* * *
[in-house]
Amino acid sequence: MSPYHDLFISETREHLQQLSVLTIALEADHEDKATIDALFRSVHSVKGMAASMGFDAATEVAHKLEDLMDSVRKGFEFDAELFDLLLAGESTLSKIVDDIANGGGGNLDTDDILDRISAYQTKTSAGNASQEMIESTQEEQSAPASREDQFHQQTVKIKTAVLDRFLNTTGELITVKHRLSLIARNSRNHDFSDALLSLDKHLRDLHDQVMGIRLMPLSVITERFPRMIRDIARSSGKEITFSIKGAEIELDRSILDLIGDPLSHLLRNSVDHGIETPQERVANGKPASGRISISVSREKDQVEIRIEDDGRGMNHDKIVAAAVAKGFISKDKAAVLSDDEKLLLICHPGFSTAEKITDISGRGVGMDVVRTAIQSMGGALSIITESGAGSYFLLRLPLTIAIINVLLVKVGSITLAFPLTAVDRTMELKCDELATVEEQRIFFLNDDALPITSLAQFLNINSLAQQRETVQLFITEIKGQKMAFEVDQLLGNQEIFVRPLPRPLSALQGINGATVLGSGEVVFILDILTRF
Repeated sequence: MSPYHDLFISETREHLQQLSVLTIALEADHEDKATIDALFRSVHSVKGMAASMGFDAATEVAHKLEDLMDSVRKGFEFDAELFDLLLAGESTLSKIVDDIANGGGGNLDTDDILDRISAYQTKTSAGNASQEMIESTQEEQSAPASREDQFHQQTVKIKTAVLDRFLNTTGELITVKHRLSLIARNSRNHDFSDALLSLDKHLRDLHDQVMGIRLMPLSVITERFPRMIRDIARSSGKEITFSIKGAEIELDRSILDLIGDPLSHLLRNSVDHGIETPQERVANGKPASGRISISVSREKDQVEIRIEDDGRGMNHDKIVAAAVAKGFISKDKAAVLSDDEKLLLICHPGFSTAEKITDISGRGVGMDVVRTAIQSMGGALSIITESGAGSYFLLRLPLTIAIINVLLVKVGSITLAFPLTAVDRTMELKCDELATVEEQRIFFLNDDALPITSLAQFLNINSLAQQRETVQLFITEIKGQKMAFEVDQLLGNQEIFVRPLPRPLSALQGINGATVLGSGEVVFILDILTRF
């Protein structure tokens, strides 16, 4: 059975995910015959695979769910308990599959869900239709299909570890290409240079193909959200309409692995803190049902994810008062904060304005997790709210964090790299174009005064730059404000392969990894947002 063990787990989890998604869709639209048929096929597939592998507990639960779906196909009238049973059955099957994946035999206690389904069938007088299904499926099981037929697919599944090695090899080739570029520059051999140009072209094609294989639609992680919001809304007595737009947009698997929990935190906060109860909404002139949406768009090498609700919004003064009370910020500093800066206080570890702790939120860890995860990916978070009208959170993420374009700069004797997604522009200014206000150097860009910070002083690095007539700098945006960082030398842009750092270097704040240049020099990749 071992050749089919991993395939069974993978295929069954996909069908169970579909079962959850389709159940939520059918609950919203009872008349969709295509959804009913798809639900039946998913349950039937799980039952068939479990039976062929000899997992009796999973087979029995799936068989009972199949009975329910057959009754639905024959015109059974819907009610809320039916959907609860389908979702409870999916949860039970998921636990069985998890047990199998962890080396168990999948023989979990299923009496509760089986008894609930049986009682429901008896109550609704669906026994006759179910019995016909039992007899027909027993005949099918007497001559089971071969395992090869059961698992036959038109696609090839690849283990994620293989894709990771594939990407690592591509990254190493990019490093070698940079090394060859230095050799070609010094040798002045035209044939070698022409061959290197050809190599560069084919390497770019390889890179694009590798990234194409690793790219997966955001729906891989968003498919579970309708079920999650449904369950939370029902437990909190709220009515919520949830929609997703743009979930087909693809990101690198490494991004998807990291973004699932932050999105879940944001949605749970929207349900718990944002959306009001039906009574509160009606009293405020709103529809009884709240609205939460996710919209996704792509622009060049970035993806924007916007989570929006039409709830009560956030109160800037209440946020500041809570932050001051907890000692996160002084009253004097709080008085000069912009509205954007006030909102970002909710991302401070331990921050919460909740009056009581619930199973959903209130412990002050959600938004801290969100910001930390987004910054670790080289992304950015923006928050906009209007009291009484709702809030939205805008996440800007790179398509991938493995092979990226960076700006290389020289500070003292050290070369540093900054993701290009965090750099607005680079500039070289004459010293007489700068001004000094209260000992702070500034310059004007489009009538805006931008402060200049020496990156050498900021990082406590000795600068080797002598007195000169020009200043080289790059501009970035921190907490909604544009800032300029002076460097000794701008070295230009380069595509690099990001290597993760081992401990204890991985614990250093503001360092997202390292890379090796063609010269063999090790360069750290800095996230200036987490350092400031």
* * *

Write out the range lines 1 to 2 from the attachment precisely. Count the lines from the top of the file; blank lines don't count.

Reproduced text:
[in-house]
Amino acid sequence: MSPYHDLFISETREHLQQLSVLTIALEADHEDKATIDALFRSVHSVKGMAASMGFDAATEVAHKLEDLMDSVRKGFEFDAELFDLLLAGESTLSKIVDDIANGGGGNLDTDDILDRISAYQTKTSAGNASQEMIESTQEEQSAPASREDQFHQQTVKIKTAVLDRFLNTTGELITVKHRLSLIARNSRNHDFSDALLSLDKHLRDLHDQVMGIRLMPLSVITERFPRMIRDIARSSGKEITFSIKGAEIELDRSILDLIGDPLSHLLRNSVDHGIETPQERVANGKPASGRISISVSREKDQVEIRIEDDGRGMNHDKIVAAAVAKGFISKDKAAVLSDDEKLLLICHPGFSTAEKITDISGRGVGMDVVRTAIQSMGGALSIITESGAGSYFLLRLPLTIAIINVLLVKVGSITLAFPLTAVDRTMELKCDELATVEEQRIFFLNDDALPITSLAQFLNINSLAQQRETVQLFITEIKGQKMAFEVDQLLGNQEIFVRPLPRPLSALQGINGATVLGSGEVVFILDILTRF